Armenia believes any final political solution to the Nagorno-Karabakh conflict should be negotiated solely within the framework of the Organization for Security and Cooperation in Europe’s (OSCE) Minsk Group.
At a joint news conference in Yerevan with Sweden’s visiting foreign minister and OSCE chairperson-in-office, Ann Linde, Foreign Minister Ara Ayvazian said on March 16 that Armenia views the trilateral agreement signed by Russia, Armenia, and Azerbaijan on November 9 to end six weeks of fighting in the breakaway region last fall as an interim solution.
“Although it contains some provisions concerning the peaceful settlement, it does not address its key elements, and the most important among them is the issue of the status of Artsakh, based on the right of the Armenians of Artsakh to self-determination,” Ayvazian said, using the Armenian name for Nagorno-Karabakh.
“A final political solution to the conflict is possible only within the framework of the OSCE Minsk Group co-chairmanship,” Ayvazian added, referring to the format jointly headed by Russia, the United States, and France that has had an international mandate to broker a peaceful settlement of the Nagorno-Karabakh conflict since the early 1990s.
Linde arrived in Yerevan late on March 15 after visiting Baku, where she met with the president and foreign minister of Azerbaijan.
The purpose of her visit to the region is to discuss the Nagorno-Karabakh issue and the situation after the recent war with the leaders of Armenia and Azerbaijan.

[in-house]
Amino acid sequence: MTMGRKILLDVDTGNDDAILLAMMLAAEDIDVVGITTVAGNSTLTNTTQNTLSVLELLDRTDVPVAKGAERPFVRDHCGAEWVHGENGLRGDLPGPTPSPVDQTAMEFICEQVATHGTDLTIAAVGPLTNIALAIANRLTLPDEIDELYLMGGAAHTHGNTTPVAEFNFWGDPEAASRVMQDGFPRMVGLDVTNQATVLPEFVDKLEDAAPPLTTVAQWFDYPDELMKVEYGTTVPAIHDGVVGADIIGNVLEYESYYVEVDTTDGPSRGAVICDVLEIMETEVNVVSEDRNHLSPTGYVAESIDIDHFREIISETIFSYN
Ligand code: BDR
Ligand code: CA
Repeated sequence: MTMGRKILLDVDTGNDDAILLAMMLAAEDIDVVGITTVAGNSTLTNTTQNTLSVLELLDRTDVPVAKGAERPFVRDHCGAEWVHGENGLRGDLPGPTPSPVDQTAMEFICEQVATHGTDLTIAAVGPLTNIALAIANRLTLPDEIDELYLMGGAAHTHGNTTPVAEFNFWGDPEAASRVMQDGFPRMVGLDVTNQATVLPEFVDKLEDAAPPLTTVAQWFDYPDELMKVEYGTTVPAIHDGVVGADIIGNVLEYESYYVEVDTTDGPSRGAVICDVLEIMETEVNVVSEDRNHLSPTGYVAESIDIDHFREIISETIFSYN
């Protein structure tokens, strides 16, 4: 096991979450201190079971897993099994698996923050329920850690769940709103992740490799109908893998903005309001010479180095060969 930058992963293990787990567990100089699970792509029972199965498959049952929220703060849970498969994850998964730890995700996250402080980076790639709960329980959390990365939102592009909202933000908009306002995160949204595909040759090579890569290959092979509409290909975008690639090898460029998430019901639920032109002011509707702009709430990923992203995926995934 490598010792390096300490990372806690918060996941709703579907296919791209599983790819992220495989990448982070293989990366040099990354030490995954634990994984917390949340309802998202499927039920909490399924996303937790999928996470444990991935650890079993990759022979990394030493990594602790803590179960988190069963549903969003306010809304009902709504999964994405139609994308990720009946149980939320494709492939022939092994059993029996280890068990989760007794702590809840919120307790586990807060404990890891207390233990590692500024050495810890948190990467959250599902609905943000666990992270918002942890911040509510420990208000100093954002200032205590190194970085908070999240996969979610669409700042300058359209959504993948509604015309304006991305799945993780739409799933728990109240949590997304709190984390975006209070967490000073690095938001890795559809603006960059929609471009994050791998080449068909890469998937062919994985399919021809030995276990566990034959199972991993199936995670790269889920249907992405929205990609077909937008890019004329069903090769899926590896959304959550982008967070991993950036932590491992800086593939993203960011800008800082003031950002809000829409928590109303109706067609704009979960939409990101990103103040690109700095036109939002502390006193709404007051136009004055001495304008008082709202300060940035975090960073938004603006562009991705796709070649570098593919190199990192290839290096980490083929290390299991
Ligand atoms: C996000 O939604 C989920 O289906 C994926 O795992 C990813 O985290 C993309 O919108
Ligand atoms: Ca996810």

“Recent developments in the region have underlined the need for a strong, I emphasize, strong OSCE Minsk Group co-chairmanship, which will be able to lead the peace process on the basis of principles and elements developed over the years,” Ayvazian added.
“We also need a strong, cohesive OSCE as an institute responsible for regional security and peace. In this context, we attach importance to the role of the OSCE chairmanship, including the personal representative of the OSCE chairperson-in-office,” he said.
In the Armenian capital, the OSCE’s chairperson-in-office was also scheduled to meet with Armenian Prime Minister Nikol Pashinian on March 16.
Under the Moscow-brokered cease-fire that put an end to the fighting, a chunk of Nagorno-Karabakh and all seven districts around it were placed under Azerbaijani administration after almost 30 years of control by ethnic Armenian forces.
Since then, Azerbaijani President Ilham Aliyev has repeatedly stated that he considers the Nagorno-Karabakh conflict resolved and sees no issue of the region’s status.